Pen Hadow is the world's leading Polar explorer. He's worked at the very top of the international corporate sponsorship industry and is now combining these two skills to help fund environmental scientific research.
Before becoming the internationally renowned Polar explorer and environmental commentator that he is today, Pen Hadow's career was entirely different. He cut his teeth at the International Management Group (IMG), founded by Mark McCormack, the man who invented sports sponsorship.
Hadow's early engagement with the Arctic was running a small guiding company that led trips in the Polar Regions. In parallel with that specialist tour operation, he also became the first person to make a solo journey without resupply from Canada to the North Geographic Pole. After three attempts over 15 years he achieved this in 2003, and within nine months he'd also made an unsupported journey with a sledging partner to the South Geographic Pole. Today he is still the only Briton to have made unsupported journeys to both poles.
Having fulfilled his ambition to achieve the North Pole, Hadow realised he could use his reputation, authority and knowledge of the Arctic Ocean to help scientists understand better how the Arctic oceanographic system works, and to communicate that to a global audience. And so the Catlin Arctic Survey was born. In 2009, Hadow took to the ice both as overall survey director and leader of the Explorer Team that was conducting ice-penetrating radar experiments.
Now Hadow is combining his experience in both the world of business and exploration. The result is his new company Geo Mission, an environmental sponsorship and communications company, of which Hadow is the founding director and CEO. Geo Mission's first client was Catlin, a business-to-business insurance and reinsurance company, who are the title sponsor of Geo Mission's Arctic Survey.
E&T: In 2009 you were one of the Catlin Arctic Survey 'explorer team' out there on the ice. But this year you were in a more conventional management role, stuck in an office in London. Why was that?
Pen Hadow: It was a deliberate decision taken to understand better the operational delivery aspects of a project like this from the other end of the telescope. It's one thing to be an explorer fulfilling a vision of what you want to achieve, but it's quite another to understand the business needs of clients and ensure that those are delivered as contracted. A major transition has taken place over the course of 2009 to 2010.
E&T: That sounds far less exciting than being out on the ice! Is this transformation a measure of how serious the work is? As senior manager, is it that you simply can't get out of the office?
PH: This year's Explorer Team didn't need me organising and leading them. They are professional sea-ice operators in their own right and they were contracted to provide a survey service. And that's what they did. Also, I feel that I was in a unique position having both a business and exploration background to enable this transition, which is critical for Geo Mission to become a sustainable business. And while that may not sound as exciting, that's the least of my worries. I have to prioritise how I can best use my experience and time. And it was very clear to me that in setting up the business I needed to be in the UK.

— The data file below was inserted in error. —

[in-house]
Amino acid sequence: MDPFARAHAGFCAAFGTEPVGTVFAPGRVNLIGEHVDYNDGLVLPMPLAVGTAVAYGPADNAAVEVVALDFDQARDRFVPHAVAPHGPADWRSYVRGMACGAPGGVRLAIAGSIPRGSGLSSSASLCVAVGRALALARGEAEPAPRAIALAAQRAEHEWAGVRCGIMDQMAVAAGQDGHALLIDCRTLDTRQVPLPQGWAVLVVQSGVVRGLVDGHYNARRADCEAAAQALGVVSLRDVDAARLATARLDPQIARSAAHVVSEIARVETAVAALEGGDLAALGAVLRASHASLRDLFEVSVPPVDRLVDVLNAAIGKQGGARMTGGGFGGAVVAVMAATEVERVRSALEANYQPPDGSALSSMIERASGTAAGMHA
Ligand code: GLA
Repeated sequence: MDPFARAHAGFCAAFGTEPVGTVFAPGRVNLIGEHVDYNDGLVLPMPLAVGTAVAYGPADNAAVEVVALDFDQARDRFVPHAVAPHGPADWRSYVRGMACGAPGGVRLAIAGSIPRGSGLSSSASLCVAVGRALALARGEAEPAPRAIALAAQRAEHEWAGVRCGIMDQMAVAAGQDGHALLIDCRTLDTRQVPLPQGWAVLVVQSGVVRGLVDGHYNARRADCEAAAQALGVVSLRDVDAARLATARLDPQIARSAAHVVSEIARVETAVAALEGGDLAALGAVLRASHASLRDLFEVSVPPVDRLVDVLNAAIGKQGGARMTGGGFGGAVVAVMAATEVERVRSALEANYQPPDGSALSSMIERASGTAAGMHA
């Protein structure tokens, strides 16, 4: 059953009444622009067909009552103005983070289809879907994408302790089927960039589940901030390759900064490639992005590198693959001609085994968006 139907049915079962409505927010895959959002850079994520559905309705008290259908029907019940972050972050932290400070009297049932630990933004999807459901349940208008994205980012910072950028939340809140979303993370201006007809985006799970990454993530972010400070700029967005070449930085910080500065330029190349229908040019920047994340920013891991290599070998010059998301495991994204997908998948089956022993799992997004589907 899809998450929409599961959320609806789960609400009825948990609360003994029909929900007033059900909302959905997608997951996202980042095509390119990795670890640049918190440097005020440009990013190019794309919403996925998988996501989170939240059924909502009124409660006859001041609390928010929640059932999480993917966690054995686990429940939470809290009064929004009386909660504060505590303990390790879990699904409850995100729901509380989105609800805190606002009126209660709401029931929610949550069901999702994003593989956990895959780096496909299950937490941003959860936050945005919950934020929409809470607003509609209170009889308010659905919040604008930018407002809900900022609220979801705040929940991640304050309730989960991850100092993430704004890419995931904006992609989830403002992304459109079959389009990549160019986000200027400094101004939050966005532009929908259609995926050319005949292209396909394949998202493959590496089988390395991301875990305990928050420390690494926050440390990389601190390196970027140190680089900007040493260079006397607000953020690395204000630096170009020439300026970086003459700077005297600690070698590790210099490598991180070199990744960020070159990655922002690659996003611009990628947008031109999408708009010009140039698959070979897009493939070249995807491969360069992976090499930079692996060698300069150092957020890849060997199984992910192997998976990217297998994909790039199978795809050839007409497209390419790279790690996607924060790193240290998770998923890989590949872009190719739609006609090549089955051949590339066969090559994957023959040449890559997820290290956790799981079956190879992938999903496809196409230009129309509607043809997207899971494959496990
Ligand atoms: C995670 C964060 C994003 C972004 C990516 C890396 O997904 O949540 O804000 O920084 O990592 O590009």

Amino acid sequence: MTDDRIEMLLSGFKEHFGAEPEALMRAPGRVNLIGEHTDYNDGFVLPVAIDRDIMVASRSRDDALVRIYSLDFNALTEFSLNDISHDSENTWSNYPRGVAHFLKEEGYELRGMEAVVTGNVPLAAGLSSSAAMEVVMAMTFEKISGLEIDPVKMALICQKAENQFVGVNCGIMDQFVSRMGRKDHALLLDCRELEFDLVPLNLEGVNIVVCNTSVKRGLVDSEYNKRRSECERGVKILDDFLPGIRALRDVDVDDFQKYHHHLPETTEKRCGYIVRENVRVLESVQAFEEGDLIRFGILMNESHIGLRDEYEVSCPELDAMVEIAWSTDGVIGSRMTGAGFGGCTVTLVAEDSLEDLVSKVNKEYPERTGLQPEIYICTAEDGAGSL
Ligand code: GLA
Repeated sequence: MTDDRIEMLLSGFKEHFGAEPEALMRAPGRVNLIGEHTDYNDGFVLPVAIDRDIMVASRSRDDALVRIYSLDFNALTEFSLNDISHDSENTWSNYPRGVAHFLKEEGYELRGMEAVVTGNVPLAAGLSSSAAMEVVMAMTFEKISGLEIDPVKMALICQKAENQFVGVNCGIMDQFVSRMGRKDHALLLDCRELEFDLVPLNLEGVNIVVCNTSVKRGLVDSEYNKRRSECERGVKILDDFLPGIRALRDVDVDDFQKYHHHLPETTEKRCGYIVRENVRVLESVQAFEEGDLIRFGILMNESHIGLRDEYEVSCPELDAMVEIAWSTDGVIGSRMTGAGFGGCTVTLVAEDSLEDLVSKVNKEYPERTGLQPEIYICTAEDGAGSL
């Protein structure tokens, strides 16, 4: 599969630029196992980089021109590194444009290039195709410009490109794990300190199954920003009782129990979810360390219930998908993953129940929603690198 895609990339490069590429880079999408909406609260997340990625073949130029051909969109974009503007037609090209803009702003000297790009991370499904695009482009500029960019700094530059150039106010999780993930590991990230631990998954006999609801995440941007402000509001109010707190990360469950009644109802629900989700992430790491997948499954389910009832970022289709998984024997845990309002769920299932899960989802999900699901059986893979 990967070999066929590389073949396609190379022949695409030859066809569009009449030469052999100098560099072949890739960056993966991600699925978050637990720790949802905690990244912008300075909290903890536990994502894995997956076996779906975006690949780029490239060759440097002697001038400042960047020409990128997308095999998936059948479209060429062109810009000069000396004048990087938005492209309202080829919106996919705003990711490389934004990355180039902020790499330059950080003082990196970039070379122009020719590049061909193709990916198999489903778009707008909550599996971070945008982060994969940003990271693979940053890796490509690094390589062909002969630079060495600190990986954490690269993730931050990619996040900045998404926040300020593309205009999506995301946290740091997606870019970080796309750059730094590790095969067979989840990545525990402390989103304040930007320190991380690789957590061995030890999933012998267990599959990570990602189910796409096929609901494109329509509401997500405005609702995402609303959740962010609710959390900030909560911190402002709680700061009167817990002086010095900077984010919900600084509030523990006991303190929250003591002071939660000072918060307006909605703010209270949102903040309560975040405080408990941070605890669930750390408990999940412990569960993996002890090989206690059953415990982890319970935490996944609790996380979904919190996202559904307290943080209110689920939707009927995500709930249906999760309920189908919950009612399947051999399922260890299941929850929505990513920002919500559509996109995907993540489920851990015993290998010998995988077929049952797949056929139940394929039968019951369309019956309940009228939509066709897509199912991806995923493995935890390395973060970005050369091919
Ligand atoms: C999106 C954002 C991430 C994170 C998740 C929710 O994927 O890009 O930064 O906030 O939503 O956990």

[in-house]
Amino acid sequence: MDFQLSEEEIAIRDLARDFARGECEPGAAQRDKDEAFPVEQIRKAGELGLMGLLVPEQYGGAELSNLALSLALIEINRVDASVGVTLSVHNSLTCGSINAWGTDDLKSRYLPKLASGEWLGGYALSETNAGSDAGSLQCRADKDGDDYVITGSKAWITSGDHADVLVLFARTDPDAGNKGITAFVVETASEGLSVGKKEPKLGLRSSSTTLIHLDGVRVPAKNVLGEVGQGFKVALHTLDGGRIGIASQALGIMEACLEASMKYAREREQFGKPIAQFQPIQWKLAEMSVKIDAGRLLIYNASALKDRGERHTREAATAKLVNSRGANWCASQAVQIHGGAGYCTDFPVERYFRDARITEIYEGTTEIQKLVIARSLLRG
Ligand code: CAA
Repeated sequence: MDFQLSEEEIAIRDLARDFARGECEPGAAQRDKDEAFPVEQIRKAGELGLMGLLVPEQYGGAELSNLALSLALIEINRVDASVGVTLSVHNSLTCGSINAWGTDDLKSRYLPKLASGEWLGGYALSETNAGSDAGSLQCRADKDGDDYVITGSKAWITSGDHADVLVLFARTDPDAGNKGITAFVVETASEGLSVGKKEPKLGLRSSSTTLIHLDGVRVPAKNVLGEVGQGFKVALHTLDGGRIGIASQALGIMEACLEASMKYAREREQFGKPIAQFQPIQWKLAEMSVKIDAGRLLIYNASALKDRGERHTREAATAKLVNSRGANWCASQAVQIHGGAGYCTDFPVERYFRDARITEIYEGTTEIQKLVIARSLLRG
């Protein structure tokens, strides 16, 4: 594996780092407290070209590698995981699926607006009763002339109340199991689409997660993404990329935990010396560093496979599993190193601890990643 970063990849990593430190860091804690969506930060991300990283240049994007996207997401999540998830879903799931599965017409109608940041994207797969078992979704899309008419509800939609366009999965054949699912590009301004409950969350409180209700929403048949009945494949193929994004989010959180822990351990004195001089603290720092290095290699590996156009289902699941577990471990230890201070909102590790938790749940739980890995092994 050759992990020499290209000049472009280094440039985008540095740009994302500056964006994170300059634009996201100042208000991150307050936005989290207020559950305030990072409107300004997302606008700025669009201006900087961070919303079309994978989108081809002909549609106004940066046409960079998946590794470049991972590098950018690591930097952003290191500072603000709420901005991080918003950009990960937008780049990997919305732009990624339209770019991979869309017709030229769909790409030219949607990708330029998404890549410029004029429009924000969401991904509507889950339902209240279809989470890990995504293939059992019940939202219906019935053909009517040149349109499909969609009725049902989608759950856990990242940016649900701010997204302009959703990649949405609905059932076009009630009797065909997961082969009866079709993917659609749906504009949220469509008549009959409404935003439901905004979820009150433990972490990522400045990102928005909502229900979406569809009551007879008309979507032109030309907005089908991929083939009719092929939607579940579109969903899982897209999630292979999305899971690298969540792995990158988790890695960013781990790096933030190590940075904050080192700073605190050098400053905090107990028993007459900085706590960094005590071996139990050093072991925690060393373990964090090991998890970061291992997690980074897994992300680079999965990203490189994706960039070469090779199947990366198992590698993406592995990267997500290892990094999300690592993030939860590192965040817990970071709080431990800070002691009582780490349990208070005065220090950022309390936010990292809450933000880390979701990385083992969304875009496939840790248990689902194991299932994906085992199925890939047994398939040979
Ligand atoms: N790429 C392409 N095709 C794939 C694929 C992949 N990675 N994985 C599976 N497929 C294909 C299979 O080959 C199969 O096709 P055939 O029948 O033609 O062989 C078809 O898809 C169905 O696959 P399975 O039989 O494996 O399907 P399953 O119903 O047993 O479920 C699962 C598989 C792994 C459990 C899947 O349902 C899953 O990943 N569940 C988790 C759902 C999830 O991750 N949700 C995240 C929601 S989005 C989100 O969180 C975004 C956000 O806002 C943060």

E&T: But the world knows you as an explorer, not a senior manager.
PH:The perception among general readers might be that of 'once an explorer always an explorer' and that an explorer is someone with a certain take on life. But, I think it's important for people to understand that I'm not like that. I used to work with the world's largest and most successful sports rights management agency, Mark McCormack's IMG. I am now engaged in marrying the needs of brands to enhance their environmental credentials with the scientific need to understand how the natural world works. I'm not all about charging around with a sledge.
E&T: How much of your role at Geo Mission is to do with the marketing of your business and how much is to do with project managing the Arctic Survey?
PH: My role is not to manage the project itself ' we have a project manager and a team that deliver the operational, management and communications aspects. My role is to give it shape and direction, and to monitor and advise in the course of the delivery. This year was different, for example. Last year was long-range survey looking at ice thickness with a view to helping to predict sea-ice loss. This year we had a long-range survey team, but we also had a scientific base conducting its own fieldwork. And so it was a two-pronged field campaign out on the sea-ice. The tented encampment science base was located on the ice in the northern Canadian Arctic and there was the explorer team gunning for the Pole. I had a large part to play in deciding where the optimal location was for the ice base, because it's a function of what were the scientists' needs and the operational limitations and budgetary constraints. Also there was an element of deciding what was going to work in communications terms.